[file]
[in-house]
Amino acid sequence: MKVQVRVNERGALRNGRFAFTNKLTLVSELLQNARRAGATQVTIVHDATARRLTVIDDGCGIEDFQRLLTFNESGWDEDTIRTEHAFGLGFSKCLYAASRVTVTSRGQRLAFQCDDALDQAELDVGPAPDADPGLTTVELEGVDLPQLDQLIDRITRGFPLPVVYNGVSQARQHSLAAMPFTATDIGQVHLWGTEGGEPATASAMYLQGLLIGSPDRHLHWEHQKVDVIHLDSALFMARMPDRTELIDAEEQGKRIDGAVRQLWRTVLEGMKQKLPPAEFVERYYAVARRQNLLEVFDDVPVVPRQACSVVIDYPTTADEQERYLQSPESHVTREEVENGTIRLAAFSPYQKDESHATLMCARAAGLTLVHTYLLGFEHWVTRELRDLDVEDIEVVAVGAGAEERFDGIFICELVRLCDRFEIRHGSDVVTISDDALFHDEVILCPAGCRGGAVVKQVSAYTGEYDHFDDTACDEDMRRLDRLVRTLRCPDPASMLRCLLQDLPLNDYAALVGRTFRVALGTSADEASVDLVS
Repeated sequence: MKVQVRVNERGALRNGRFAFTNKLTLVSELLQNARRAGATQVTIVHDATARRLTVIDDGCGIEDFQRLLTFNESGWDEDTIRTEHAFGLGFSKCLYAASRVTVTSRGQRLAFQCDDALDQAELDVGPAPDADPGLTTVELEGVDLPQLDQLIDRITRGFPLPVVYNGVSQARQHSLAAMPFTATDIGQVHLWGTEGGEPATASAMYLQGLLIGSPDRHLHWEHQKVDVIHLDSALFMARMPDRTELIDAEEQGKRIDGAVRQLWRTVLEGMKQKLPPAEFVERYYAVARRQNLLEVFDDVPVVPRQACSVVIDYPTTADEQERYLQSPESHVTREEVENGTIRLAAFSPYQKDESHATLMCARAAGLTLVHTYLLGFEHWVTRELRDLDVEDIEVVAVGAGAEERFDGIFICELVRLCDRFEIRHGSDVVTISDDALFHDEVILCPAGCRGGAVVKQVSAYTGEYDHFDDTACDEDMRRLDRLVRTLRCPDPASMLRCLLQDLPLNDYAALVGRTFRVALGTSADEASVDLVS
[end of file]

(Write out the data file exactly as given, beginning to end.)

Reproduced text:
[in-house]
Amino acid sequence: MKVQVRVNERGALRNGRFAFTNKLTLVSELLQNARRAGATQVTIVHDATARRLTVIDDGCGIEDFQRLLTFNESGWDEDTIRTEHAFGLGFSKCLYAASRVTVTSRGQRLAFQCDDALDQAELDVGPAPDADPGLTTVELEGVDLPQLDQLIDRITRGFPLPVVYNGVSQARQHSLAAMPFTATDIGQVHLWGTEGGEPATASAMYLQGLLIGSPDRHLHWEHQKVDVIHLDSALFMARMPDRTELIDAEEQGKRIDGAVRQLWRTVLEGMKQKLPPAEFVERYYAVARRQNLLEVFDDVPVVPRQACSVVIDYPTTADEQERYLQSPESHVTREEVENGTIRLAAFSPYQKDESHATLMCARAAGLTLVHTYLLGFEHWVTRELRDLDVEDIEVVAVGAGAEERFDGIFICELVRLCDRFEIRHGSDVVTISDDALFHDEVILCPAGCRGGAVVKQVSAYTGEYDHFDDTACDEDMRRLDRLVRTLRCPDPASMLRCLLQDLPLNDYAALVGRTFRVALGTSADEASVDLVS
Repeated sequence: MKVQVRVNERGALRNGRFAFTNKLTLVSELLQNARRAGATQVTIVHDATARRLTVIDDGCGIEDFQRLLTFNESGWDEDTIRTEHAFGLGFSKCLYAASRVTVTSRGQRLAFQCDDALDQAELDVGPAPDADPGLTTVELEGVDLPQLDQLIDRITRGFPLPVVYNGVSQARQHSLAAMPFTATDIGQVHLWGTEGGEPATASAMYLQGLLIGSPDRHLHWEHQKVDVIHLDSALFMARMPDRTELIDAEEQGKRIDGAVRQLWRTVLEGMKQKLPPAEFVERYYAVARRQNLLEVFDDVPVVPRQACSVVIDYPTTADEQERYLQSPESHVTREEVENGTIRLAAFSPYQKDESHATLMCARAAGLTLVHTYLLGFEHWVTRELRDLDVEDIEVVAVGAGAEERFDGIFICELVRLCDRFEIRHGSDVVTISDDALFHDEVILCPAGCRGGAVVKQVSAYTGEYDHFDDTACDEDMRRLDRLVRTLRCPDPASMLRCLLQDLPLNDYAALVGRTFRVALGTSADEASVDLVS